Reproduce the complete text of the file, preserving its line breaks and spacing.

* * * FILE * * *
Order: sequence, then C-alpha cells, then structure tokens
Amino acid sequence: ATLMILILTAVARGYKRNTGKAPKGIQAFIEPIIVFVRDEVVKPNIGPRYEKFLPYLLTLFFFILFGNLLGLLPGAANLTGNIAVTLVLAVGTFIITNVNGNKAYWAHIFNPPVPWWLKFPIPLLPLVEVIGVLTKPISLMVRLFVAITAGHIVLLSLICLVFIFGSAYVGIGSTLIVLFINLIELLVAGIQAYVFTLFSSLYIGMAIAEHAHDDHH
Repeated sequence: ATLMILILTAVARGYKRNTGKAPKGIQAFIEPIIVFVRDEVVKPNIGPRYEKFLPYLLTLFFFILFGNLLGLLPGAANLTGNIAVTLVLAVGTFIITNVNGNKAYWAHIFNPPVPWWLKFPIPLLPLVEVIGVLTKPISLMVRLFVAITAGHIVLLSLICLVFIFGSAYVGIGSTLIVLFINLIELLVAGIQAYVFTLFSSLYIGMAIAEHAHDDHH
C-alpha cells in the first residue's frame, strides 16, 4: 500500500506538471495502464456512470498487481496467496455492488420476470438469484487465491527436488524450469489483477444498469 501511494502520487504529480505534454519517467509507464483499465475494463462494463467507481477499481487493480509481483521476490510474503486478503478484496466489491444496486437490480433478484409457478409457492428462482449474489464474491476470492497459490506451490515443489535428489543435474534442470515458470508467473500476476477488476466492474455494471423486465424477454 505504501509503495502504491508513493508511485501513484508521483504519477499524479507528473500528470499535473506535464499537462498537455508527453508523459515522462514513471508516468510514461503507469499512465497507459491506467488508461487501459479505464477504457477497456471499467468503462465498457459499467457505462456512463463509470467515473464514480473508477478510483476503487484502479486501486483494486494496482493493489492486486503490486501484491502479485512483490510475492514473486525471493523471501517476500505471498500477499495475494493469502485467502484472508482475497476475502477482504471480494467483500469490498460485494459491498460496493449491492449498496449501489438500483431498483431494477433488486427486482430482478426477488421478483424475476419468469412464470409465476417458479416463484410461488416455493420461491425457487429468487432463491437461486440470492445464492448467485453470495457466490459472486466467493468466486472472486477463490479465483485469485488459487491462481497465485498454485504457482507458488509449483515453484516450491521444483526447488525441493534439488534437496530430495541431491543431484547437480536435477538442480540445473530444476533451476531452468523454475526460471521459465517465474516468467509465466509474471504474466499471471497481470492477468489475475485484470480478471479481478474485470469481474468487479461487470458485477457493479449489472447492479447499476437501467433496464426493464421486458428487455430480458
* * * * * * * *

Order: sequence, then C-alpha cells, then structure tokens
Amino acid sequence: ATLMILILTAVARGYKRNTGKAPKGIQAFIEPIIVFVRDEVVKPNIGPRYEKFLPYLLTLFFFILFGNLLGLLPGAANLTGNIAVTLVLAVGTFIITNVNGNKAYWAHIFNPPVPWWLKFPIPLLPLVEVIGVLTKPISLMVRLFVAITAGHIVLLSLICLVFIFGSAYVGIGSTLIVLFINLIELLVAGIQAYVFTLFSSLYIGMAIAEHAHDDHH
Repeated sequence: ATLMILILTAVARGYKRNTGKAPKGIQAFIEPIIVFVRDEVVKPNIGPRYEKFLPYLLTLFFFILFGNLLGLLPGAANLTGNIAVTLVLAVGTFIITNVNGNKAYWAHIFNPPVPWWLKFPIPLLPLVEVIGVLTKPISLMVRLFVAITAGHIVLLSLICLVFIFGSAYVGIGSTLIVLFINLIELLVAGIQAYVFTLFSSLYIGMAIAEHAHDDHH
C-alpha cells in the first residue's frame, strides 16, 4: 500500500506538471495502464456512470498487481496467496455492488420476470438469484487465491527436488524450469489483477444498469 501511494502520487504529480505534454519517467509507464483499465475494463462494463467507481477499481487493480509481483521476490510474503486478503478484496466489491444496486437490480433478484409457478409457492428462482449474489464474491476470492497459490506451490515443489535428489543435474534442470515458470508467473500476476477488476466492474455494471423486465424477454 505504501509503495502504491508513493508511485501513484508521483504519477499524479507528473500528470499535473506535464499537462498537455508527453508523459515522462514513471508516468510514461503507469499512465497507459491506467488508461487501459479505464477504457477497456471499467468503462465498457459499467457505462456512463463509470467515473464514480473508477478510483476503487484502479486501486483494486494496482493493489492486486503490486501484491502479485512483490510475492514473486525471493523471501517476500505471498500477499495475494493469502485467502484472508482475497476475502477482504471480494467483500469490498460485494459491498460496493449491492449498496449501489438500483431498483431494477433488486427486482430482478426477488421478483424475476419468469412464470409465476417458479416463484410461488416455493420461491425457487429468487432463491437461486440470492445464492448467485453470495457466490459472486466467493468466486472472486477463490479465483485469485488459487491462481497465485498454485504457482507458488509449483515453484516450491521444483526447488525441493534439488534437496530430495541431491543431484547437480536435477538442480540445473530444476533451476531452468523454475526460471521459465517465474516468467509465466509474471504474466499471471497481470492477468489475475485484470480478471479481478474485470469481474468487479461487470458485477457493479449489472447492479447499476437501467433496464426493464421486458428487455430480458